WIG welding: “Clean” process with underestimated health risk

It is deemed a “clean” welding process creating only little welding fumes and is therefore often underestimated: WIG welding. The process harbors health risks which should not be underestimated. Welders are exposed to nitrogen oxides, radioactivity and ozone in particular. For this reason, appropriate health and safety measures for prevention are necessary.

WIG welding is a popular technique for high quality welding work – e.g. for pipelines, furniture or art objects. Compared with MIG / MAG welding, it is significantly slower in practice, but it creates a clean and uniform welding seam. A special feature of WIG welding is the use of a tungsten electrode which does not melt down during the process. This creates only minimal welding spatter and generates comparatively low quantities of welding fumes.

Nevertheless, welders should not be fooled by the small amount of welding fumes: Ozone and nitrous gases (nitrogen oxides) are generated during WIG welding. Ozone is classified as carcinogenic according to TRGS 905 [Technical Rules for Hazardous Substances]. It is formed by UV radiation from the oxygen in the air. UV radiation is generated by the arc – the larger the current, the greater the radiation. The ozone values are particularly high for aluminum-silicon alloys and pure aluminum. Since the UV radiation goes beyond the immediate welding area, ozone is also generated outside the arc area and protective gases.

Watch out for reflections

In addition, it is important not to underestimate reflected rays. Black material such as iron or structural steel (e.g. S235JR+AR) is welded in metalworking shops. Ozone generated during welding disintegrates quicker in the smoke particles and other dusts generated during MIG and MAG welding, e.g. during grinding. Furthermore, the ozone radiation is absorbed faster by the dark surfaces of the workpieces made from black material. The situation is different for WIG welding: The workpieces processed in this process are normally made from aluminum or stainless steel. Its metallic shiny surfaces reflect UV radiation, which means that ozone may form even at some distance from the welding location.

WIG-SchweissenThe reflections are also favored by the low smoke generation during WIG welding. The less smoke is generated, the more UV radiation can spread which in turn leads to more ozone formation. In addition, ozone is an unstable gas: Smoke or dust would promote its decomposition to oxygen which is not the case if the smoke development is low. Therefore, it is important to not only use point suction to capture the particles shaped welding fumes and ozone at the source. Supporting hall ventilation prevents the spread of ozone in the factory hall.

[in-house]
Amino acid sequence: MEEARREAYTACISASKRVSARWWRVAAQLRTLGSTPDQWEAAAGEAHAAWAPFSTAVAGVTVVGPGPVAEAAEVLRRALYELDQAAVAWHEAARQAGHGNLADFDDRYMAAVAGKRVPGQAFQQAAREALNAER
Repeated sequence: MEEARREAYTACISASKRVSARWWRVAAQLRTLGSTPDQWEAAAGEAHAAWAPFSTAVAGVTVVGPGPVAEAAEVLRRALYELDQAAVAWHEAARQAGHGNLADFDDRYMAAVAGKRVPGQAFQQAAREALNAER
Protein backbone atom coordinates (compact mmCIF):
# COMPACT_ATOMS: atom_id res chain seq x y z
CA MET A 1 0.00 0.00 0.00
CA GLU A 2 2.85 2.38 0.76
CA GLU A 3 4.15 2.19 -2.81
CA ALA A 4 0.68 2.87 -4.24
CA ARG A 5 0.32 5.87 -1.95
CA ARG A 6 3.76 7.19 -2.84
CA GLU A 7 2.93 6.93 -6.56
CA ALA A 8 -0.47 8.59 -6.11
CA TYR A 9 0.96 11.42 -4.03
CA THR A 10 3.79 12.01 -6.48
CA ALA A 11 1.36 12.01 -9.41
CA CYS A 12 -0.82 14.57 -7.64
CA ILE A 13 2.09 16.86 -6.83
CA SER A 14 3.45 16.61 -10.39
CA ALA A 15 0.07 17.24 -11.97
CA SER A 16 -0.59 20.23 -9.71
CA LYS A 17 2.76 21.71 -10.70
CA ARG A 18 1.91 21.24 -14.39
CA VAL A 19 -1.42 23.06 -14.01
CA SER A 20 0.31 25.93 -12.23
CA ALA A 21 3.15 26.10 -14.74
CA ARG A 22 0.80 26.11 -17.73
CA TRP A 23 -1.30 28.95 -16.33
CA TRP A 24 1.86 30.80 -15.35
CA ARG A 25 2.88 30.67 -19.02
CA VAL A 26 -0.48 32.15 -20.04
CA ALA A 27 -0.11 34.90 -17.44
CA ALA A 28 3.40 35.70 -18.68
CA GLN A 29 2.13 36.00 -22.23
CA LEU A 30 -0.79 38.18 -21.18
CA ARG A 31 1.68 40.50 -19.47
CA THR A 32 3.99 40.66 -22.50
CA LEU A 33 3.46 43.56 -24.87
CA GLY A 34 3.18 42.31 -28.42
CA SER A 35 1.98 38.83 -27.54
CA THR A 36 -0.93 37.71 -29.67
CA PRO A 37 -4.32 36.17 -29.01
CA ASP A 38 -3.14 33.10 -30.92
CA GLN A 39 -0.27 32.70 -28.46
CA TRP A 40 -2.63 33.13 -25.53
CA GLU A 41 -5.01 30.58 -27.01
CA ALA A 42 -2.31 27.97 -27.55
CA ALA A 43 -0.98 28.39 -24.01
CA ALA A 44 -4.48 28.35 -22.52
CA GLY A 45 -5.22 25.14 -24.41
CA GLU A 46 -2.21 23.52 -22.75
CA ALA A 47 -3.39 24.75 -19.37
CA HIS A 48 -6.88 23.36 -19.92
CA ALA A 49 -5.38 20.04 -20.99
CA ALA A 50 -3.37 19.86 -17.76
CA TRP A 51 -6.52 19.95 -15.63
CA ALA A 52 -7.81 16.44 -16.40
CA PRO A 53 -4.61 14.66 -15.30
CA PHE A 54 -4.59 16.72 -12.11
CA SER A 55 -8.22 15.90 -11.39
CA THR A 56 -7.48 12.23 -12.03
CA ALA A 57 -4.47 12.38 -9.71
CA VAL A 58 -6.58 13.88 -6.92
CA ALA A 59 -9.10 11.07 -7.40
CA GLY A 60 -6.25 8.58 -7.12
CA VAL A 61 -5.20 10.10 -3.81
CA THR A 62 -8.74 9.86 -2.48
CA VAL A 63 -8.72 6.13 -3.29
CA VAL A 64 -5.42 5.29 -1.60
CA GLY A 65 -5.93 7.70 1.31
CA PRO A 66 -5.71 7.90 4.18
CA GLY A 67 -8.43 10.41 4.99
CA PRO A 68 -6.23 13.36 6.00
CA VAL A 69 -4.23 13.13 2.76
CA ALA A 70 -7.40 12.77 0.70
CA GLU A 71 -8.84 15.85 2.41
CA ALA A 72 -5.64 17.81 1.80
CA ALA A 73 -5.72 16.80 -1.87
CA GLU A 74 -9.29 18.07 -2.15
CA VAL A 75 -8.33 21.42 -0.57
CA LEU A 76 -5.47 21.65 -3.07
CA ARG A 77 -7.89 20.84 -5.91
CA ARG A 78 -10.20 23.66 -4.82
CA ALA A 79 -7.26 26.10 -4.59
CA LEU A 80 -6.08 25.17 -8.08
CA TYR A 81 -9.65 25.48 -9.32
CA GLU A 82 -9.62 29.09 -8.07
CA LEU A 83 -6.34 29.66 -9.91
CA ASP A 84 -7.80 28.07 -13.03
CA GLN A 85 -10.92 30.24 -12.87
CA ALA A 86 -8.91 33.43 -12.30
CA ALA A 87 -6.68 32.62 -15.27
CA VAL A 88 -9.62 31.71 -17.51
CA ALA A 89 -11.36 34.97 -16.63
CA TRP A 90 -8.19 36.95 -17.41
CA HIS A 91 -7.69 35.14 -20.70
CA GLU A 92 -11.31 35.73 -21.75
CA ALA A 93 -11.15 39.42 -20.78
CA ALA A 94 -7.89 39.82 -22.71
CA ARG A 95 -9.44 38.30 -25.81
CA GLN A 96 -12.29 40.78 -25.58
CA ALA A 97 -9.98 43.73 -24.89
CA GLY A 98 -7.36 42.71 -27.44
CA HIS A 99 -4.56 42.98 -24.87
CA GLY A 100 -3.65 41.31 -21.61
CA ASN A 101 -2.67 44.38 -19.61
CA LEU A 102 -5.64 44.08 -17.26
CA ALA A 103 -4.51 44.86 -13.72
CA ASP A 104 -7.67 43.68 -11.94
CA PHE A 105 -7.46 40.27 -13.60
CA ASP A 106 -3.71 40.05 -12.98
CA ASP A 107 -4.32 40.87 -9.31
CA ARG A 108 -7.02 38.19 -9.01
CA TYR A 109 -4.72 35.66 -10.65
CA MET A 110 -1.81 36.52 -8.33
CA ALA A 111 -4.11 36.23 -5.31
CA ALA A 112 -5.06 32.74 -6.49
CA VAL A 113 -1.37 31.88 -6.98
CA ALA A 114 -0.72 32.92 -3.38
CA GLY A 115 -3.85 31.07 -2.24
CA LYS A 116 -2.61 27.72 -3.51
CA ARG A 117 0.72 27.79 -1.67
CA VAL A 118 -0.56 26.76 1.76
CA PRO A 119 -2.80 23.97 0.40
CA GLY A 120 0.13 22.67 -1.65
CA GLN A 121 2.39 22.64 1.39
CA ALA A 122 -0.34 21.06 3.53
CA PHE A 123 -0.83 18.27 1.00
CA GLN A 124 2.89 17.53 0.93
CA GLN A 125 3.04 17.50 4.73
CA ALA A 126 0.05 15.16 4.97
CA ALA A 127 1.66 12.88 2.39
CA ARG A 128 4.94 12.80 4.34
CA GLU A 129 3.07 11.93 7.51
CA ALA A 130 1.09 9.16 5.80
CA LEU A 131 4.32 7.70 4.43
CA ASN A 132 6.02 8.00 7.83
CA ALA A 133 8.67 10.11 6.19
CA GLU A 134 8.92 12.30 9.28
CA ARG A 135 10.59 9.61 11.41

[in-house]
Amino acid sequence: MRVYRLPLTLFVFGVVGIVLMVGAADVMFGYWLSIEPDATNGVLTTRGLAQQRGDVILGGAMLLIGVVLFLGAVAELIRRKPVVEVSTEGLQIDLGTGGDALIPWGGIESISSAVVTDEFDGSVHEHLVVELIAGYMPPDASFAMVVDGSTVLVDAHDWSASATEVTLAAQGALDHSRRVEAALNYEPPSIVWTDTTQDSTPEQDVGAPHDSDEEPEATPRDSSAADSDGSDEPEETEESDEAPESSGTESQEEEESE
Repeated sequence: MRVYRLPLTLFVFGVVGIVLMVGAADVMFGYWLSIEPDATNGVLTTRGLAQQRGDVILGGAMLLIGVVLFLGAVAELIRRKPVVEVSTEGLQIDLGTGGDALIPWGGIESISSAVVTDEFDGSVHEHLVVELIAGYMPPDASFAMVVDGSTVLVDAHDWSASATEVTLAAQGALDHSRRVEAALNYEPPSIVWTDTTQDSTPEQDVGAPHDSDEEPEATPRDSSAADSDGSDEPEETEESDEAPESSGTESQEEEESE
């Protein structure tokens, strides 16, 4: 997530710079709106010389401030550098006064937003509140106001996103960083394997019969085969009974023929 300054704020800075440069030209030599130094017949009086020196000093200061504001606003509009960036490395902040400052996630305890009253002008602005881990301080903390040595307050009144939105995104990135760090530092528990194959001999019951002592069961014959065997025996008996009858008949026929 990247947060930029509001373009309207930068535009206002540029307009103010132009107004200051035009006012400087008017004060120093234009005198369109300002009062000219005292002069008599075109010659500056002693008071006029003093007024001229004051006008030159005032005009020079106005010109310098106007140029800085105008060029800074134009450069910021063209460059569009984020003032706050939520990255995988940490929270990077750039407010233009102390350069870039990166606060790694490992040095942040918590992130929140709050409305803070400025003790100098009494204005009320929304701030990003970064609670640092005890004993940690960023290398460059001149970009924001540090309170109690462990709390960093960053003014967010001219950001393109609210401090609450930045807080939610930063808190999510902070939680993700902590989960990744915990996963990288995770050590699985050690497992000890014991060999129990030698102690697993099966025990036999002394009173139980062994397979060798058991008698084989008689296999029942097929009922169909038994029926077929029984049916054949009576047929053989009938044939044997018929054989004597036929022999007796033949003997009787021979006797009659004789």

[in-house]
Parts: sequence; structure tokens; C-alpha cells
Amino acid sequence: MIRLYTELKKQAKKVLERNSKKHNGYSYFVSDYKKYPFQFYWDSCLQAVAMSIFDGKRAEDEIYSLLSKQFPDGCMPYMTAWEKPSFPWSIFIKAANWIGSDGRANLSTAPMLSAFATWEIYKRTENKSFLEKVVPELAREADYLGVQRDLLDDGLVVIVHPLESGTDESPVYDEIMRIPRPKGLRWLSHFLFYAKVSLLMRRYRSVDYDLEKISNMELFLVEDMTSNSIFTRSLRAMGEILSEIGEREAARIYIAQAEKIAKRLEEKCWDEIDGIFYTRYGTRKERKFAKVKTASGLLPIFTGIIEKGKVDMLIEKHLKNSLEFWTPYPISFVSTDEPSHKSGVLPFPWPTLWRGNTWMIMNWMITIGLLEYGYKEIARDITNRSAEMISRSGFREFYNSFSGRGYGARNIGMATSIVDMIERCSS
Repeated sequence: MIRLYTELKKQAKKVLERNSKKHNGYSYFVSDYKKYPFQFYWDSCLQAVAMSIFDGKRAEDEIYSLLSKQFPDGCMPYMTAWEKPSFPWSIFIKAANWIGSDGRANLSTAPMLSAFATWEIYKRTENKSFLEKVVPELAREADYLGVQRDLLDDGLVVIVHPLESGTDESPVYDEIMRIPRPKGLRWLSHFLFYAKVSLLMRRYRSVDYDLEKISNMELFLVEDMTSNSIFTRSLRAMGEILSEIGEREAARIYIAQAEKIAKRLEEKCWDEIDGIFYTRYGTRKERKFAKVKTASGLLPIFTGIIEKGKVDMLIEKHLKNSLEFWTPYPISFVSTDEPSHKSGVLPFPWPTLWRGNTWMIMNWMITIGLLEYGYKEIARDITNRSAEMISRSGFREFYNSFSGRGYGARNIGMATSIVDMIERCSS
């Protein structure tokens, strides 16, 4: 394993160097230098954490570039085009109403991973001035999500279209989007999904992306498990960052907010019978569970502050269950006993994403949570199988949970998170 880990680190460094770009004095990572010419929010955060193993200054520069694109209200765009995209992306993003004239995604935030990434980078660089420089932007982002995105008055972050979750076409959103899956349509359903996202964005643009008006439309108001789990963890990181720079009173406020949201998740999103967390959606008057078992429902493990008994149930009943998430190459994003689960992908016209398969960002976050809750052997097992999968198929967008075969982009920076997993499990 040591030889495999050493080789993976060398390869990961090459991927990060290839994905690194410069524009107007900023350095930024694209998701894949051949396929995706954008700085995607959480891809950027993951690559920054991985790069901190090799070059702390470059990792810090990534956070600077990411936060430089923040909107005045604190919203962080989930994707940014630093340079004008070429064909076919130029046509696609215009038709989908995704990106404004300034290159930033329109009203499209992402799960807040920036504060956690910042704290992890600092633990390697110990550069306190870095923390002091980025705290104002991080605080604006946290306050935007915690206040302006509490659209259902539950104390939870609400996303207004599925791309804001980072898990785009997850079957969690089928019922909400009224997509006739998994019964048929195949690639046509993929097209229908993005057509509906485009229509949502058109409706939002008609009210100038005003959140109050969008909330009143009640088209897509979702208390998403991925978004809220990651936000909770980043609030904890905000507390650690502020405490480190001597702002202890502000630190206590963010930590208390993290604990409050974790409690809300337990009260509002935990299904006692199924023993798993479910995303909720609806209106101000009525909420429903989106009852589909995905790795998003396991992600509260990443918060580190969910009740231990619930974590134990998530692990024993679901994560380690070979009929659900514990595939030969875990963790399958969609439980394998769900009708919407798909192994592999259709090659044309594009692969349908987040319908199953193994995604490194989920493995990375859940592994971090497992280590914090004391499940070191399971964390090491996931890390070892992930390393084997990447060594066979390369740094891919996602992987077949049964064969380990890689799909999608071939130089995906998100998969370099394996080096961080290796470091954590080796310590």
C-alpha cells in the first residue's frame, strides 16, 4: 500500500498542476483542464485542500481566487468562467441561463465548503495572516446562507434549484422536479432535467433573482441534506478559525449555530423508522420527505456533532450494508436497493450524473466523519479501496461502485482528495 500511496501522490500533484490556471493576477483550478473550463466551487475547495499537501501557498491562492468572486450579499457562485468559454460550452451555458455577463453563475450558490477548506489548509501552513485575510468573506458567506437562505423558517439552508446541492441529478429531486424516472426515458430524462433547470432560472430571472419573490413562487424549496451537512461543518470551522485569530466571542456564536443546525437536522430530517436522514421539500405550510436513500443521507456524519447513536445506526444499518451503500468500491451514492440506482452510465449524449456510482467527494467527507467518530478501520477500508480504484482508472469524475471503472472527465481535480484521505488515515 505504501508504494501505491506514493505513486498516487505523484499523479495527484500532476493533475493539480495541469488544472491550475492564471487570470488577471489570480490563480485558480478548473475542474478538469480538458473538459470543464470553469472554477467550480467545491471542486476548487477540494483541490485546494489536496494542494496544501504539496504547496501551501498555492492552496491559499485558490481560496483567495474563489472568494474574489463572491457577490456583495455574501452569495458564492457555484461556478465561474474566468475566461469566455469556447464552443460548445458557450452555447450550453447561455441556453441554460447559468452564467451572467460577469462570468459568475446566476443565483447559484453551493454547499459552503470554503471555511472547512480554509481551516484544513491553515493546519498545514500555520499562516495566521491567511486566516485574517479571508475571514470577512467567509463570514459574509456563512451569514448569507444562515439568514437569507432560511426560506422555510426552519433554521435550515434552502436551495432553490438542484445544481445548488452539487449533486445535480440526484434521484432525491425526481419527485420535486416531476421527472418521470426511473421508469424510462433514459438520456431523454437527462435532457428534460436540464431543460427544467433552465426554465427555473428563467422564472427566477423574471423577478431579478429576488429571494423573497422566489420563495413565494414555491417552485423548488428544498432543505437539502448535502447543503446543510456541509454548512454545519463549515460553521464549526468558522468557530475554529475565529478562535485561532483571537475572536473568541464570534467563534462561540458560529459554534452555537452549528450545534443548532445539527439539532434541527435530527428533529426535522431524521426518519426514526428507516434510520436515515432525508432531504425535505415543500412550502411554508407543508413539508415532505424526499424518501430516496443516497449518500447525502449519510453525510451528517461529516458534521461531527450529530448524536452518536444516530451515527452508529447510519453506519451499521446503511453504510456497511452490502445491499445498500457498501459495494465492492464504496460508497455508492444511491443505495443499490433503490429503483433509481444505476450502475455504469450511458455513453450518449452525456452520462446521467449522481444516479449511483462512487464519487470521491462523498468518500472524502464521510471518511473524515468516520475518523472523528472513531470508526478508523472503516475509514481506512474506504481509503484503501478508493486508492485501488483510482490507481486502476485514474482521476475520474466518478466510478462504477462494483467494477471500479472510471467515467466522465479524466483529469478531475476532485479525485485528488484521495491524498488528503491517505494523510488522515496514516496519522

The electrode makes the difference

If a thorium oxide containing tungsten electrode is used during WIG welding, specifically when working with aluminum materials, then the welder is exposed to radioactive radiation due to smoke inhalation. How strong that radiation exposure is, depends on the welding procedure, i.e. whether it is done with DC or AC. In WIG welding with DC, you can assume that the annual threshold value of 6 milliSievert (mSv) is not exceeded by inhaling thorium oxide. If welding is done with AC, however, e.g. when using aluminum materials, then it is likely that the limit is exceeded. The consequence may be damage to the periosteum, bone marrow, liver and lung. In general, we recommend avoiding thorium oxide containing tungsten electrodes and to use equivalent additives such as cerium or lanthanum. If this is not possible for technical reasons, then extraction at source is required with IFA tested filter devices (W3) or if grinding the electrodes using dust extractors of dust class H1 (refer to BGI 746).

Last but not least, there is danger due to carcinogenic hazardous substances during WIG welding, since chrome-nickel steel is frequently welded using this process. This produces nickel oxide and chrome(VI)-compounds, which can irritate the respiratory tract and cause damage to the nervous system. An effective work protection by using powerful extraction systems and filtration devices is therefore essential.

SERIES: WELDING PROCESSES

The serial “Welding process” highlights the dangers behind the most common types of welding – from the gas welding through inert gas welding to thermal spraying. Which hazardous substances are emitted when welding a particular material? What effect can this have on the health of welders according to the latest scientific findings? We will inform you on the following subjects in nine parts:

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